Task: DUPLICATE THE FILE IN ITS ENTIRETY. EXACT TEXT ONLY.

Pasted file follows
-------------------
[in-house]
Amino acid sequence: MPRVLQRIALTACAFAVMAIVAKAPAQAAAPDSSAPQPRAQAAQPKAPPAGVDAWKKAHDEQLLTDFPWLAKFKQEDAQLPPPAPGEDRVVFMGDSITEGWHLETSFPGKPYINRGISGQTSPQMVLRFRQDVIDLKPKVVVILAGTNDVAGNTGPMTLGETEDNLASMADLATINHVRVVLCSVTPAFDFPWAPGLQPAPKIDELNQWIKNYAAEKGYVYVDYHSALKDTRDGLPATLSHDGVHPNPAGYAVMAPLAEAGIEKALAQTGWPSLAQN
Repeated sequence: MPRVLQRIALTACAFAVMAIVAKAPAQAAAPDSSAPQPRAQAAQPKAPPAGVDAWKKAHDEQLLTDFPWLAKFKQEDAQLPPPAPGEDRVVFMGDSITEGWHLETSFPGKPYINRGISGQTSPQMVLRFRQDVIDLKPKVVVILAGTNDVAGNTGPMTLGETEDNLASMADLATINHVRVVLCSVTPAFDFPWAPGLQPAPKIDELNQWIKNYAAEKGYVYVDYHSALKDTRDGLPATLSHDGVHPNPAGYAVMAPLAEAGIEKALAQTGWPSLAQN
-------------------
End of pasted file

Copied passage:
[in-house]
Amino acid sequence: MPRVLQRIALTACAFAVMAIVAKAPAQAAAPDSSAPQPRAQAAQPKAPPAGVDAWKKAHDEQLLTDFPWLAKFKQEDAQLPPPAPGEDRVVFMGDSITEGWHLETSFPGKPYINRGISGQTSPQMVLRFRQDVIDLKPKVVVILAGTNDVAGNTGPMTLGETEDNLASMADLATINHVRVVLCSVTPAFDFPWAPGLQPAPKIDELNQWIKNYAAEKGYVYVDYHSALKDTRDGLPATLSHDGVHPNPAGYAVMAPLAEAGIEKALAQTGWPSLAQN
Repeated sequence: MPRVLQRIALTACAFAVMAIVAKAPAQAAAPDSSAPQPRAQAAQPKAPPAGVDAWKKAHDEQLLTDFPWLAKFKQEDAQLPPPAPGEDRVVFMGDSITEGWHLETSFPGKPYINRGISGQTSPQMVLRFRQDVIDLKPKVVVILAGTNDVAGNTGPMTLGETEDNLASMADLATINHVRVVLCSVTPAFDFPWAPGLQPAPKIDELNQWIKNYAAEKGYVYVDYHSALKDTRDGLPATLSHDGVHPNPAGYAVMAPLAEAGIEKALAQTGWPSLAQN